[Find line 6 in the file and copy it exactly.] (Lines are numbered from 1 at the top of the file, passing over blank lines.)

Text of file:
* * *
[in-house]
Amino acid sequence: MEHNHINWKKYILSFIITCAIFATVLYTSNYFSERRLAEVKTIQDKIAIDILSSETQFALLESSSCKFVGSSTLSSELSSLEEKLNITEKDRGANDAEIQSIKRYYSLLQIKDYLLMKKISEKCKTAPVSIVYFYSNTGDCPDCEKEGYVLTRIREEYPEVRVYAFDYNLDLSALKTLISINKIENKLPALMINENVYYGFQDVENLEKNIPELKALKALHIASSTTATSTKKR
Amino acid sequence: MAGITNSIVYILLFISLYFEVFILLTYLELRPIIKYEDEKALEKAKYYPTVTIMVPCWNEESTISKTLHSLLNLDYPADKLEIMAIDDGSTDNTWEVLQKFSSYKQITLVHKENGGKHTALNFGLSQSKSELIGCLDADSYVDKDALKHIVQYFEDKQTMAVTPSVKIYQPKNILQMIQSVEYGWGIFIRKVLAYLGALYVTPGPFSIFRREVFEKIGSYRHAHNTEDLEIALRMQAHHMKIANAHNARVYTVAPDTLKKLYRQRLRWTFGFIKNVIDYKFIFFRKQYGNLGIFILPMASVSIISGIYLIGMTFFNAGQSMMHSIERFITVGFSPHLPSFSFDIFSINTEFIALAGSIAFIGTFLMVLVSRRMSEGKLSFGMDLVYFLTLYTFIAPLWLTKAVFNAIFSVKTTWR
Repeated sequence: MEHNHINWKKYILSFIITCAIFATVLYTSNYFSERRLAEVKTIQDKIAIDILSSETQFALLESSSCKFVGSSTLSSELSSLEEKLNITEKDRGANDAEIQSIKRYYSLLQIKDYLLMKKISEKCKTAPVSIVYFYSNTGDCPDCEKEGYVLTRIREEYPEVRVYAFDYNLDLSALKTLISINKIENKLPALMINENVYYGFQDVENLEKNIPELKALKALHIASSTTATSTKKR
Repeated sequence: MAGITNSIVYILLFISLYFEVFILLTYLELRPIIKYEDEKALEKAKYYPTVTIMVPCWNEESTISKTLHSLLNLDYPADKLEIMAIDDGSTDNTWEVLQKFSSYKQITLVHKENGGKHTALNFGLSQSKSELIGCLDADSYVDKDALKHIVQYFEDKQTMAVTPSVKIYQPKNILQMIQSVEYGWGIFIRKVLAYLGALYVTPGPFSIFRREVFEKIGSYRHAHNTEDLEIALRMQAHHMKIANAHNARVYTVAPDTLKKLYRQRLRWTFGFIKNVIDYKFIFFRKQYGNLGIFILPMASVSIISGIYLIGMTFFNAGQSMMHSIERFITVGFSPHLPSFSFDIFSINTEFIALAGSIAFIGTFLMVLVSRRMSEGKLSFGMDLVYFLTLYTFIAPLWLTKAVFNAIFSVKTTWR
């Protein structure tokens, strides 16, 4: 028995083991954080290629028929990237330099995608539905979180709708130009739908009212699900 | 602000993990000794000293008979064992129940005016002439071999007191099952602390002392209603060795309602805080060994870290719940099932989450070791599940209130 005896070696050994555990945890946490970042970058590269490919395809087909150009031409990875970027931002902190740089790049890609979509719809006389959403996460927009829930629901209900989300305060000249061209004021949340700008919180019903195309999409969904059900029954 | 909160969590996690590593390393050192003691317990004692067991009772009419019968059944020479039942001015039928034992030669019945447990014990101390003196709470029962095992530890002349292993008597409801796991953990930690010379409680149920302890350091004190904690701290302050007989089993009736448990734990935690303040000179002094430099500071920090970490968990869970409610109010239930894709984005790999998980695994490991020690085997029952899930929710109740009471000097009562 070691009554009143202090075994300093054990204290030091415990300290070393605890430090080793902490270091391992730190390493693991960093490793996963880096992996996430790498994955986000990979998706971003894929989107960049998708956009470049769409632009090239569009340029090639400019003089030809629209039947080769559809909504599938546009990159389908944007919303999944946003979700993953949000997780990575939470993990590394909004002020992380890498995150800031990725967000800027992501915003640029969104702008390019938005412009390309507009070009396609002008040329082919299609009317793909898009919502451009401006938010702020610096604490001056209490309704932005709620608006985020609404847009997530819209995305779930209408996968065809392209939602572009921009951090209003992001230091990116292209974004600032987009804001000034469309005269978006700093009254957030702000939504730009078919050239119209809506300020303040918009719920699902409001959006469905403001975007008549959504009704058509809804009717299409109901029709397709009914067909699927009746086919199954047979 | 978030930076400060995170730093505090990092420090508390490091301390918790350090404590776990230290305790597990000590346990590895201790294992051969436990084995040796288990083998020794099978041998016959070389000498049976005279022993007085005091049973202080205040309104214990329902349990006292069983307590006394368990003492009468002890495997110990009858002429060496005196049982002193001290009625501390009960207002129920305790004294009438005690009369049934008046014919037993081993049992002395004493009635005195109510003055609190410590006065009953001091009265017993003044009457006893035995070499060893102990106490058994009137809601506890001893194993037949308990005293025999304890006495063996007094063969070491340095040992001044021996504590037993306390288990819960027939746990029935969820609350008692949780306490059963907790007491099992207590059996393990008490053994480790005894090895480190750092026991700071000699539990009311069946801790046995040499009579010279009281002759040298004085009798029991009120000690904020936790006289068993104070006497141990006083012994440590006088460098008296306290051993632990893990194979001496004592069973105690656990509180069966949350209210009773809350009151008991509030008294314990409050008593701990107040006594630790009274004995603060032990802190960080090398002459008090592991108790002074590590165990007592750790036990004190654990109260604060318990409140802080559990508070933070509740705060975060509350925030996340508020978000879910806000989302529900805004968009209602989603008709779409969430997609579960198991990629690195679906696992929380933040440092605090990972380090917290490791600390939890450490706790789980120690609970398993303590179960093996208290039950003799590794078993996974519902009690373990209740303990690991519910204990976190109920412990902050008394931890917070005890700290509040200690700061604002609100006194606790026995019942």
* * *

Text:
């Protein structure tokens, strides 16, 4: 028995083991954080290629028929990237330099995608539905979180709708130009739908009212699900 | 602000993990000794000293008979064992129940005016002439071999007191099952602390002392209603060795309602805080060994870290719940099932989450070791599940209130 005896070696050994555990945890946490970042970058590269490919395809087909150009031409990875970027931002902190740089790049890609979509719809006389959403996460927009829930629901209900989300305060000249061209004021949340700008919180019903195309999409969904059900029954 | 909160969590996690590593390393050192003691317990004692067991009772009419019968059944020479039942001015039928034992030669019945447990014990101390003196709470029962095992530890002349292993008597409801796991953990930690010379409680149920302890350091004190904690701290302050007989089993009736448990734990935690303040000179002094430099500071920090970490968990869970409610109010239930894709984005790999998980695994490991020690085997029952899930929710109740009471000097009562 070691009554009143202090075994300093054990204290030091415990300290070393605890430090080793902490270091391992730190390493693991960093490793996963880096992996996430790498994955986000990979998706971003894929989107960049998708956009470049769409632009090239569009340029090639400019003089030809629209039947080769559809909504599938546009990159389908944007919303999944946003979700993953949000997780990575939470993990590394909004002020992380890498995150800031990725967000800027992501915003640029969104702008390019938005412009390309507009070009396609002008040329082919299609009317793909898009919502451009401006938010702020610096604490001056209490309704932005709620608006985020609404847009997530819209995305779930209408996968065809392209939602572009921009951090209003992001230091990116292209974004600032987009804001000034469309005269978006700093009254957030702000939504730009078919050239119209809506300020303040918009719920699902409001959006469905403001975007008549959504009704058509809804009717299409109901029709397709009914067909699927009746086919199954047979 | 978030930076400060995170730093505090990092420090508390490091301390918790350090404590776990230290305790597990000590346990590895201790294992051969436990084995040796288990083998020794099978041998016959070389000498049976005279022993007085005091049973202080205040309104214990329902349990006292069983307590006394368990003492009468002890495997110990009858002429060496005196049982002193001290009625501390009960207002129920305790004294009438005690009369049934008046014919037993081993049992002395004493009635005195109510003055609190410590006065009953001091009265017993003044009457006893035995070499060893102990106490058994009137809601506890001893194993037949308990005293025999304890006495063996007094063969070491340095040992001044021996504590037993306390288990819960027939746990029935969820609350008692949780306490059963907790007491099992207590059996393990008490053994480790005894090895480190750092026991700071000699539990009311069946801790046995040499009579010279009281002759040298004085009798029991009120000690904020936790006289068993104070006497141990006083012994440590006088460098008296306290051993632990893990194979001496004592069973105690656990509180069966949350209210009773809350009151008991509030008294314990409050008593701990107040006594630790009274004995603060032990802190960080090398002459008090592991108790002074590590165990007592750790036990004190654990109260604060318990409140802080559990508070933070509740705060975060509350925030996340508020978000879910806000989302529900805004968009209602989603008709779409969430997609579960198991990629690195679906696992929380933040440092605090990972380090917290490791600390939890450490706790789980120690609970398993303590179960093996208290039950003799590794078993996974519902009690373990209740303990690991519910204990976190109920412990902050008394931890917070005890700290509040200690700061604002609100006194606790026995019942």